The Chase Sapphire Reserve is a staple of the premium travel rewards credit card industry. Since it burst onto the scene in 2016, it’s elevated the bar for other cards in several ways, none more than its hassle free annual travel credit. In this post, we’ll discuss how we used the Chase Sapphire Reserve travel credit this year, along with some interesting options for using it.
Chase Sapphire Reserve Brief Overview
The Chase Sapphire Reserve is Chase’s premier travel rewards credit card. With a $550 annual fee, the card offers a pretty good lineup of perks to justify the cost, including:
- $300 annual travel credit
- 5X points on flights booked through Chase
- 10X points on hotels and car rentals booked through Chase
- 3X points on all other travel
- 3X points on dining
- Redeem Chase Ultimate Rewards points for 1.5 cent each for travel
- Priority Pass Select
There are more, but this is the meat of it. Basically, you can compare this card to the entry level Chase Sapphire Preferred, which has a $95 annual fee, no travel credit, and reduced earning on travel. As we’ll see, the Chase Sapphire Reserve travel credit is so easy to use it effectively makes the card cost $250 each year.
Chase Sapphire Reserve Travel Credit
The Chase Sapphire Reserve travel credit is an annual (calendar year, by statement end date) $300 credit. It’s one of, if not the, best in the credit card industry. It’s an automatically applied credit that can be used for basically anything that codes as “Travel” on your statement.
This means the Chase Sapphire Reserve travel credit can typically be used for airfare, airline incidentals (seat selection, extra luggage, onboard food, onboard wifi, lounge passes), hotels, and a wide range of other non-traditional uses (we’ll cover a few of these below).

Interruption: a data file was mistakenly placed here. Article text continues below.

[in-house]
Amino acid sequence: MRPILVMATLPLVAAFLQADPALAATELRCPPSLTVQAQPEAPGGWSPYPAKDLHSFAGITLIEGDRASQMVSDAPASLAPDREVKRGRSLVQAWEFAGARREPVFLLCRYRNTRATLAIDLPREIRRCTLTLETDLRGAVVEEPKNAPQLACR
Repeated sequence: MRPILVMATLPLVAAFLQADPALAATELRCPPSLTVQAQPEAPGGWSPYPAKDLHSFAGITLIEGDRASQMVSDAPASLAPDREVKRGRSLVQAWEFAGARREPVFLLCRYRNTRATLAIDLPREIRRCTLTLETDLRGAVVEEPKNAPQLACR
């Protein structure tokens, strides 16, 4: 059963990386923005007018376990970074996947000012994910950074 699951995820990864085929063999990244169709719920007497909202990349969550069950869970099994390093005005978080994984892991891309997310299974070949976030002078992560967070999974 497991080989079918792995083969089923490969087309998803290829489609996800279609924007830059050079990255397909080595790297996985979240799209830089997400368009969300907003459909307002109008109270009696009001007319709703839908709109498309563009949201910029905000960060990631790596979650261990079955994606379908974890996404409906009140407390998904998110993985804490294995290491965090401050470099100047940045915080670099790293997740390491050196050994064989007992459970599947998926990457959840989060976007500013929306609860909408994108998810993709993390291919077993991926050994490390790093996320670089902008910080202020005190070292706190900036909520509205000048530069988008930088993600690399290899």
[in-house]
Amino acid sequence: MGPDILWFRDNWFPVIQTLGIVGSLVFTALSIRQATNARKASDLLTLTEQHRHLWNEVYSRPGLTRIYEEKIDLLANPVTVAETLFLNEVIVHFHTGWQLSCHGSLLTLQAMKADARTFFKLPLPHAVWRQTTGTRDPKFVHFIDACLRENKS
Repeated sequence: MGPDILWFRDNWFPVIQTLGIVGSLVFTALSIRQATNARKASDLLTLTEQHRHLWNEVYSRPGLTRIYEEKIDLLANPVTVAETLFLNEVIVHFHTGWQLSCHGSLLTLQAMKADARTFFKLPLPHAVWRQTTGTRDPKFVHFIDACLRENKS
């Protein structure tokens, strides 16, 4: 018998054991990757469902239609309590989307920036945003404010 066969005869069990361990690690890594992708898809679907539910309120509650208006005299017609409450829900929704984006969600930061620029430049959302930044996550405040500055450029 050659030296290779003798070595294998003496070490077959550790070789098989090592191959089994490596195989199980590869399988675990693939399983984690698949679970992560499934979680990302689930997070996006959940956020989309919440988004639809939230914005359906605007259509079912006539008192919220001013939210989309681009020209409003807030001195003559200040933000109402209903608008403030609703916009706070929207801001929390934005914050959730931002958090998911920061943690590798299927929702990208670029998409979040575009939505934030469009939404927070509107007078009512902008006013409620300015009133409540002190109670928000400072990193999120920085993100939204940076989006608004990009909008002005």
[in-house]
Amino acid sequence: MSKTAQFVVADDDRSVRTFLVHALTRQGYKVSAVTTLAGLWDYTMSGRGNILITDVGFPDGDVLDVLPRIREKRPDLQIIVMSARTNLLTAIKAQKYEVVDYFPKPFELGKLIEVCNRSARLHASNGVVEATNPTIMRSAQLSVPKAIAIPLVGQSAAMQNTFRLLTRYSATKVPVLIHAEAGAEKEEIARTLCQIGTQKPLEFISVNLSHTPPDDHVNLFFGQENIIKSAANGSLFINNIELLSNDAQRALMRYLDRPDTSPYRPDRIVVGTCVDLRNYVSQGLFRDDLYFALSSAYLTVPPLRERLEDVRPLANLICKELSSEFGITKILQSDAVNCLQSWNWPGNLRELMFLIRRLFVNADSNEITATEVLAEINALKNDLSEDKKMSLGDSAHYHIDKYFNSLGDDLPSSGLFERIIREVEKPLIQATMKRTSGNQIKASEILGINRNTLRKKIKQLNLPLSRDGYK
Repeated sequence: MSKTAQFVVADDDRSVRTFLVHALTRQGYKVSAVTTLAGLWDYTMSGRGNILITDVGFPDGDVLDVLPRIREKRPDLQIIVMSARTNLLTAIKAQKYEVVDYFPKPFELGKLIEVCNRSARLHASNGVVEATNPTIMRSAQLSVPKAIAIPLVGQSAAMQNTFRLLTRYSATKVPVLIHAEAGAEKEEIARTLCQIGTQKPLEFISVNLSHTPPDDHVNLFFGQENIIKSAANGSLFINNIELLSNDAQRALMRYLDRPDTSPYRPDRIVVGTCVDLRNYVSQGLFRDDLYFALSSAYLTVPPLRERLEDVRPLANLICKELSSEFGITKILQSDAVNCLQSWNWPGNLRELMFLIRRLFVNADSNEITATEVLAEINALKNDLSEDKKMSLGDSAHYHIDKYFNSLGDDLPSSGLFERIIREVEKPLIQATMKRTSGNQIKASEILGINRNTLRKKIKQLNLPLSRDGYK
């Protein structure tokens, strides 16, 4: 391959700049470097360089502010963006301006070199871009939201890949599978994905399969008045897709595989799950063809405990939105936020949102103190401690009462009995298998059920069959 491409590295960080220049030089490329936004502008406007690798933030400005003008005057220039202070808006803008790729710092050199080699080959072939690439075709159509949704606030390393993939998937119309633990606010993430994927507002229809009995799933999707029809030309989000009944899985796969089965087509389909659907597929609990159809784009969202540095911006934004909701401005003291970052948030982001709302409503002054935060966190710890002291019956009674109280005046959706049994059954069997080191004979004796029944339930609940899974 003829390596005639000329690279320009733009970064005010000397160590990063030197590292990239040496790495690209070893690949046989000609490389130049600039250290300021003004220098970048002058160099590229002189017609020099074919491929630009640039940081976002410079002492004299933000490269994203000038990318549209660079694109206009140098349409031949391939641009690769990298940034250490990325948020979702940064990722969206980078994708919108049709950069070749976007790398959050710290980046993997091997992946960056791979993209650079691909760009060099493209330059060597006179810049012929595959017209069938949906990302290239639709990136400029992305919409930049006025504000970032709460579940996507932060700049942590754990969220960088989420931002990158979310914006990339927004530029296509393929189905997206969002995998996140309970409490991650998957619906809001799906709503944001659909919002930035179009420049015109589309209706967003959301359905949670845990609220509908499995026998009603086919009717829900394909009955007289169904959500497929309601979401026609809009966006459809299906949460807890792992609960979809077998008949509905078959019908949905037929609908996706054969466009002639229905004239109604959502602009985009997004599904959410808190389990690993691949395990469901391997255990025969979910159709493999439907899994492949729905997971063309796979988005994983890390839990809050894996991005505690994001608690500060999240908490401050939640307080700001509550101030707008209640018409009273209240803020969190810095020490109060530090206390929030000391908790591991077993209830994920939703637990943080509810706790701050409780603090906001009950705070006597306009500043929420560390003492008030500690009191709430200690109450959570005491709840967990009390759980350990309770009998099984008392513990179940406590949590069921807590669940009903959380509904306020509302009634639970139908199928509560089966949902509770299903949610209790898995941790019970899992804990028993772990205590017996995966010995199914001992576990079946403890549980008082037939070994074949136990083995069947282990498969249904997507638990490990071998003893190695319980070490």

By contrast, for example, the Ritz Visa travel credit can only be used for “airline incidentals”—usually seat selection, extra luggage, onboard food and wifi. The Amex Platinum travel credit is even more restrictive. It’s for incidentals but you must pre-select one airline each year to use it for.
The Sapphire Reserve credit is also automatically applied, meaning it should show up on your card shortly after you incur a qualifying expense. This is the industry norm, but some credits—like the Ritz Visa travel credit—still require customers to go through a process to request the credit.
The thing I like most about this credit is that it’s always been “use without thinking” for us. When you’re talking about seat selection or luggage there’s always a question of “do I really need this?” But when a card gives you credit for almost everything that codes as travel, you can mostly just go about life and then wind up using the credit without even realizing it (which is what you want).
How We Used the Chase Sapphire Reserve Travel Credit 
It’s February 1 and yes, we’ve already used this credit for the year. What’s more, we’ve actually got a fun set of transactions it applied to. This post would be a bit too dry if it was all applied to a single hotel stay. Here are the five ways we used the credit this year.
Atlantis, The Palm, Dubai (Hotel). On one of our cards, almost the entire credit went toward some of our resort bill at the Atlantis. It’s worth noting this bill included some clearly non-travel items, like diapers and swim gear we bought from the hotel store.